Archive for April, 2006

Borrowed any good books lately?

“Most new books are forgotten within a year, especially by those who borrow them.” Evan Esar (1899-1995)

While visiting my son in Sydney recently I was looking through his library. I didn’t examine every book but I’m sure he has several of my books on permanent loan, though I think he denied it.

But when we visit our daughter in Clare it is like coming home. Many of the books in “her ” library have my name in the front.

That’s okay – I have some of her books in my library.

And it saves me making some more bookshelves to house them!

Write a Book

I am not usually in the habit of quoting politicians, but I can make an exception for this one. This quote comes, amazingly, from former US President Ronald Reagan. I say, amazingly, because said politician was not known for erudite statements. This must be one of his more comprehensible statements.

“Politics is not a bad profession. If you succeed there are many rewards, if you disgrace yourself you can always write a book.” Ronald Reagan (1911-2004)

Perhaps he had a ghost writer for this witticism.

Many writers will attest to the fact that there are few (monetary) rewards in being a writer. Perhaps one should disgrace oneself – then write a book about it.

Moral question: should one sell one’s soul – or do some disgraceful thing (which probably amounts to the same thing) for the purpose of getting material for a book? I think not.

Good Writing

 “Vigorous writing is concise.”
William Strunk Jr in “The Elements of Style”, 1919.
 Enough said.

Read any Good Books Lately?

I am a great fan of author Ashleigh Brilliant – yes, that’s his real name. He has made a career out of writing and publishing one-liners, which he has called “Brilliant Thoughts” or “Pot-Shots.” He wrote the wonderful sentence: “Appreciate me now and avoid the rush.” This also the title of one of his books.
His books can be hard to get in Australia and I keep on checking in all the bookshops for his works. In desperation I even managed to buy two through bookshops selling on E-Bay. Dangerous place, E-Bay, if you’re a bookaholic. Or any kind of collecting maniac.

I’m Not Perfect
The one I am reading at present… actually, you don’t “read” Brilliant’s brilliant writing – you dip into it all over the place. Trying to read his works cover to cover misses the point. Dip into them, taste a page or two, read three or four pages then leave it. Come back to it often and it will catch you by surprise every time. He has a funny way of tapping into some human foible and seeing the funny side of life. Back to what I was saying, his book I am reading at present is called: “I May Not Be Perfect, but parts of Me are Excellent.”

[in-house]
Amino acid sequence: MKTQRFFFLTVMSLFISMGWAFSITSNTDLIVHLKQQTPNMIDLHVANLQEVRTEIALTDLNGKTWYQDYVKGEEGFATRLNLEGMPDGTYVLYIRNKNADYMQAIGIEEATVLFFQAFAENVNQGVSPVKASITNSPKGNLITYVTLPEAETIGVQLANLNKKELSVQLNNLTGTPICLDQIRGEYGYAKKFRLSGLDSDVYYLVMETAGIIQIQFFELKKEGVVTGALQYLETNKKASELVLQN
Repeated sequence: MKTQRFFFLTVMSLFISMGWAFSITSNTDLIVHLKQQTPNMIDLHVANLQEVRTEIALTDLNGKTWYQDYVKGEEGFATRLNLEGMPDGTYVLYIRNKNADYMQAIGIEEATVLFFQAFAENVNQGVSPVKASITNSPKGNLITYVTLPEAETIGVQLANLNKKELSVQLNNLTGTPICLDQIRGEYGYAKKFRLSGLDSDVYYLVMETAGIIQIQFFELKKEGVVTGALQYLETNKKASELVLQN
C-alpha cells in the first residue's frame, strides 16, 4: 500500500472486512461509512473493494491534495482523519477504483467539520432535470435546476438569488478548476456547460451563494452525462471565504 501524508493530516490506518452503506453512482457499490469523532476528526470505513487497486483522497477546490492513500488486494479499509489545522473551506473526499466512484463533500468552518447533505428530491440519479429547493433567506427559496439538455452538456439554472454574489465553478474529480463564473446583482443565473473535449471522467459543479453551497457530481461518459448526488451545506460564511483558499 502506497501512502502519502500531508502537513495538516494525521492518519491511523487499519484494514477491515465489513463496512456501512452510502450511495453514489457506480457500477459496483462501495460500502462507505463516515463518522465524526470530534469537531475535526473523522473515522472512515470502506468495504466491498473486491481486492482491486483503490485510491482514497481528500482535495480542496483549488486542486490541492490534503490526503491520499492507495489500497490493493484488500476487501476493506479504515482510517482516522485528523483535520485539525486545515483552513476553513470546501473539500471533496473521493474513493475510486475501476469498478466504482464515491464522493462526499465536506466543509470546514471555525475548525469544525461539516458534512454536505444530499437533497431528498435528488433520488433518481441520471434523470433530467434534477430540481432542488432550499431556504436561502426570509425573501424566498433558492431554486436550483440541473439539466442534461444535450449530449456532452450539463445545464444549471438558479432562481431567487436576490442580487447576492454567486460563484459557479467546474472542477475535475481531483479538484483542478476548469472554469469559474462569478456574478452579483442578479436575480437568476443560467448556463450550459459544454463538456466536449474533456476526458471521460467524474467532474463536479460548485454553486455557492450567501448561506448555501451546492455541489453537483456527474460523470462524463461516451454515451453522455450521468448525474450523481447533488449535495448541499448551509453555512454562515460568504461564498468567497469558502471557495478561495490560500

Book Recommendation

All this has been a roundabout way of asking if you’ve read any good books lately. This question came from a quote from the above book.

“I’ll never see all the places, or read all the books, but fortunately, they’re not all recommended.”

One book I have read recently that was totally absorbing and brilliantly written, not to mention inspiring, was Lance Armstrong’s autobiography “It’s Not about the Bike.” This book documents the early part of his life, his struggles to become established in the cycling world and his devastation at discovering he had testicular cancer. He was so close to death and given no hope of recovery, let alone survival.

He graphically describes his fears, the pain, the struggles and the horrors of his treatment. That he lived to tell the tale is amazing. To then go on and win the Tour de France seven consecutive times shows the grit and determination of the man. From this book I learned a great deal about commitment, perseverance and the importance of having a never give up attitude.

My Own Journey of Discovery

Lance Armstrong’s life, as portrayed in this book, is a journey of discovery. He discovered deep within himself a fierce determination to survive against all odds. We all go through seasons of despair, illness, trials or horrible tragedies. I am coming out of a long period of depression and two factors have helped my recovery. Reading this book came immediately after I had successfully achieved a very demanding trek in the Himalayas just this last January. For me it was a great journey of discovery; I was able to physically and mentally push myself way, way beyond what I thought I was capable of achieving.

I encourage you to read of my adventures in my travel blog by going to Trevor’s Travels here.

And what about you? Have you read any good books lately? Share your thoughts with my readers by leaving a comment.

The Art of Puppeteering

I’ve done quite a bit of puppeteering over the years. I began by helping out our puppet troupe at church by being a puppeteer. I thoroughly let myself go and loved putting on different voices and really acting out the part. I ended up taking over the leadership of the group. This involved writing most of the scripts, directing and producing as well as being a puppeteer.

One of the joys of being in puppeteering is the laughter and happiness one hears in the audience response. The children have always been my target audience and their delight is obvious. The best laughter, however, often comes from the adults – those who let themselves be children at heart again.

An interesting article on the joys and art of puppeteering can be found here.